What’s MY strategy? Yoga mats or scholarships?  

By Joanne da Luz, GTA Instructor

“No! It’s not less expensive to try to get scholarships and donations. It’s costs me time!”

This was how one of my students responded to another student’s suggestion that in the case of Toya’s Budget, selling yoga mats would be the better strategy for earning the money needed to fill the college tuition gap she was facing.

Everything we teach at Game Theory Academy comes together in opportunity cost – preferences, best interest, willingness to pay/play, risk tolerance, tradeoffs, substitutes, complements and strategic thinking.

In our Make Your Decisions Count class, students often are challenged to perform a case study– always written by a former MYDC student, in collaboration with the GTA team. An actual situation facing a real-life fellow teen is so impactful. As a MYDC teacher, in class I help shape arguments about the opportunity cost of one decision in terms of the benefits of an alternative plan.

Student A: I think Toya should try to get more scholarships and write letters for donations. That doesn’t cost anything!

Student B: No! It’s not less expensive to try to get scholarships and donations. It’s costs me time!

Me: Let’s take a closer look at that. What’s the value of your time? What hourly wage would you pay yourself to prepare and sell those yoga mats? And, don’t forget the cost of the materials. How many hours would you have to pay yourself to do the research, find potential recipients, and write those letters?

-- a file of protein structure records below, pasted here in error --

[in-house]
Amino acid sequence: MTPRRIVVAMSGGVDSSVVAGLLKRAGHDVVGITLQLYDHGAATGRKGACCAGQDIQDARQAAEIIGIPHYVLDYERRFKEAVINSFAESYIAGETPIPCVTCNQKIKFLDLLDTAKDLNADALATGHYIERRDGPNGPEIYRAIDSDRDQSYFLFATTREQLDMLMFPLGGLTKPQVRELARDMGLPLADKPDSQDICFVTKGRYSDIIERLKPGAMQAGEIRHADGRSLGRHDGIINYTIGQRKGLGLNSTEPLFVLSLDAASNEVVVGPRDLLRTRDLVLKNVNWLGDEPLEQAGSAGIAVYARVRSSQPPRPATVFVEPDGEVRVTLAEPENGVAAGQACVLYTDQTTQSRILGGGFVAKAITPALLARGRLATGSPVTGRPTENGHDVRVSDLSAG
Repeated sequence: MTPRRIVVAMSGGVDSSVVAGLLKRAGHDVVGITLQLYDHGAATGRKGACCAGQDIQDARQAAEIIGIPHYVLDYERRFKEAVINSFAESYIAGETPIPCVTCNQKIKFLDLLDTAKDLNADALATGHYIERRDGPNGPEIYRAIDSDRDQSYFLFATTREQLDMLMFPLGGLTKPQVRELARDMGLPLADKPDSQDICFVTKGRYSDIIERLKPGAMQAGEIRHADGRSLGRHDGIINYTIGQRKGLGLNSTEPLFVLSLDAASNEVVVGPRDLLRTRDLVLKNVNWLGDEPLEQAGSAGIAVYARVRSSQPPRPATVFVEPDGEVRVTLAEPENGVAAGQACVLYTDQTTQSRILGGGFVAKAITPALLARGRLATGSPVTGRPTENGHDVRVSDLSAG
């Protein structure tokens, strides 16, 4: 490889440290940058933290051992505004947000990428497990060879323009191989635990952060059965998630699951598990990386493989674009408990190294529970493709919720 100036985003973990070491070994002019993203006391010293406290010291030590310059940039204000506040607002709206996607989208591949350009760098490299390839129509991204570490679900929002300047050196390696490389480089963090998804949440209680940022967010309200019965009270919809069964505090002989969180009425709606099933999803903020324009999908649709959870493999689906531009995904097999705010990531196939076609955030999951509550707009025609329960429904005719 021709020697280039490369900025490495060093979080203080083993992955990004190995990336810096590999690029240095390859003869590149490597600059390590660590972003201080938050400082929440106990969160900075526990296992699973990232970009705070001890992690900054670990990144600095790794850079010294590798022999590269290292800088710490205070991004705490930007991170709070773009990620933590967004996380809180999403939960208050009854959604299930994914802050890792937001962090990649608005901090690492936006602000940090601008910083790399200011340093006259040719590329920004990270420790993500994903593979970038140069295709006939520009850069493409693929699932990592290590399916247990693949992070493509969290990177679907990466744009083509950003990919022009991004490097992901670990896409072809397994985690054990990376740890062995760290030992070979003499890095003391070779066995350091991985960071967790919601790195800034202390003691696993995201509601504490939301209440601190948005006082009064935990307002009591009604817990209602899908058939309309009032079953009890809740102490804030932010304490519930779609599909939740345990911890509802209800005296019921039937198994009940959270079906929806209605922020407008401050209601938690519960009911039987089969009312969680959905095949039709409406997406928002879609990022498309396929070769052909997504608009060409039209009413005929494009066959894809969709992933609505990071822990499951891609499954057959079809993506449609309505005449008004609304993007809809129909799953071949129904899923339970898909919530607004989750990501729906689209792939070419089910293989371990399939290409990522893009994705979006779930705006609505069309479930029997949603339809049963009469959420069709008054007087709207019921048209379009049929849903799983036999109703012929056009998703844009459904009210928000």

Student C:  It wouldn’t be more hours than selling yoga mats because I can write one letter and copy and paste to many others.

Student D: But, I think it costs more to ask people for money because I don’t like to ask people for money.

Aha! That’s where preferences and trade-offs come into play. In classes leading up to Toya’s Budget we discuss how one person’s preferences can be different than another’s, and therefore individuals will evaluate trade-offs differently. Keeping in mind that value is determined not just monetarily, like an hourly wage, but by non-tangible measures of social status, ego, and risk tolerance.

Opportunity cost is a way of calculating the value of a trade-off. Reducing the risk of your choices, because you’re thinking strategically, is a way to maximize your payoffs or benefits.

For Student D, the potential benefit of the letter writing option is outweighed by the pain of doing it. For Student A, that option seems effortless so doing anything else instead would have a higher Opportunity Cost because they’d be giving up the potential benefits of the letter writing. 

For Student D, OC(letters) > OC(yoga mats) but for Student A, OC(letters) < OC(yoga mats).

Whether it’s how we play a game or the strategic way we plan to reach our savings goals, the concept of opportunity cost is playing an important, underlying role. We encourage young people to practice strategic thinking just like some of the best players practice their skill, practicing repeatedly, making mistakes, all while aiming to improve incrementally. It’s a joy to observe young people acquiring and refining the skill of strategic decision making–and practicing a bit of economics notation along the way.